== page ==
As they resist budget restraint and Wisconsin’s reforms, their ideal becomes a crumbling city where government accounts for 40 percent of available jobs.
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Adding to the building Democrat war with the Tea Party is the Democrats’ disgraceful antidemocratic conduct in Wisconsin. What they are doing has not yet been rightly recognized in the public commentary. The fleeing of the 14 Democrat state senators out of the state, shutting down the legislature in the process for lack of a Senate quorum, amounts to refusing to abide by the results of last November’s elections.
In those elections, the voters gave the Republicans a 20-14 Senate majority, along with the Republican state house majority. The Democrat response has been to shut down the Senate by refusing to serve. The Democrats seem to think they have a right to limit what the people can vote for. If the voters go too far, what the Wisconsin state senators are telling us is that they have the right to nullify the election by shutting down the legislative process altogether.
What they are doing is not at all analogous to a filibuster. The filibuster rules in the U.S. Senate were adopted by the democratic process through a vote of the elected representatives of the people. Shutting down the Senate by refusing to show up is not authorized by the democratic process. It is directly counter to it.
Governor Scott Walker’s position on collective bargaining for state and local government workers is to the left of FDR and former AFL-CIO President George Meany. The pay and benefits of federal workers are not set by collective bargaining. They are set by Congress through the democratic process. Most fundamentally the reason for that is that unions do not have the right to sit at the bargaining table as equals with the democratic process and the will of the people. The unions are not an aristocratic fourth branch of government with the right to veto democracy and the will of the people. They are rightfully subject to democracy and the will of the people, like everyone else. That is why even President Obama could recently announce a freeze on the pay of federal employees, without collective bargaining over it.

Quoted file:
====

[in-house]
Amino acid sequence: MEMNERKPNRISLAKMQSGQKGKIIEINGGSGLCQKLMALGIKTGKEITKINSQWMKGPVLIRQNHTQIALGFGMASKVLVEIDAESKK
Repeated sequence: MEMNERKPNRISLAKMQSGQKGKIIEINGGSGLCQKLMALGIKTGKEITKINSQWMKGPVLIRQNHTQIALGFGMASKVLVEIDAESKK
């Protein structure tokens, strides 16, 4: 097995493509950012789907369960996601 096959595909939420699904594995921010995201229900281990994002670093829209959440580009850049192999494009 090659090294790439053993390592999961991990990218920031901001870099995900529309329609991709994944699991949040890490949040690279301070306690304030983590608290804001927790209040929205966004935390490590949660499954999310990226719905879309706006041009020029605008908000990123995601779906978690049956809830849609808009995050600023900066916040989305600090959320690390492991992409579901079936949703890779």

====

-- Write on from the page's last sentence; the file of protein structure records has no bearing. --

Collective bargaining for state and local government workers inherently involves conflict of interest, bribery, and kickbacks. The government unions use the money they get from the taxpayers to put friendly politicians in office, who then negotiate sweetheart deals giving away pay and benefits to state and local workers far in excess of what the average taxpaying worker can earn in the private sector. The government unions even use the taxpayer funds they get from their political benefactors to finance commercials and campaign activities to promote tax increases, as they are doing right now in New York City, which already suffers literally the highest tax rates in the world, outside effectively of North Korea and Cuba.
Note that what the government unions are fighting hardest for in Wisconsin is not the pay and benefits of their workers. They have already given in on that to what Walker is asking for. What they are fighting for is the institutionalized corruption that empowers them to enjoy taxpayer funds for their political machine. It is Walker who is offering the real benefit to state and local workers, by empowering them to be free to choose whether or not to pay union dues, an effective tax cut of as much as a $1,000 a year, rather than having the government take that money from them and deliver it directly to the unions. This is the most important reform in the whole package, on which the Republicans must not compromise.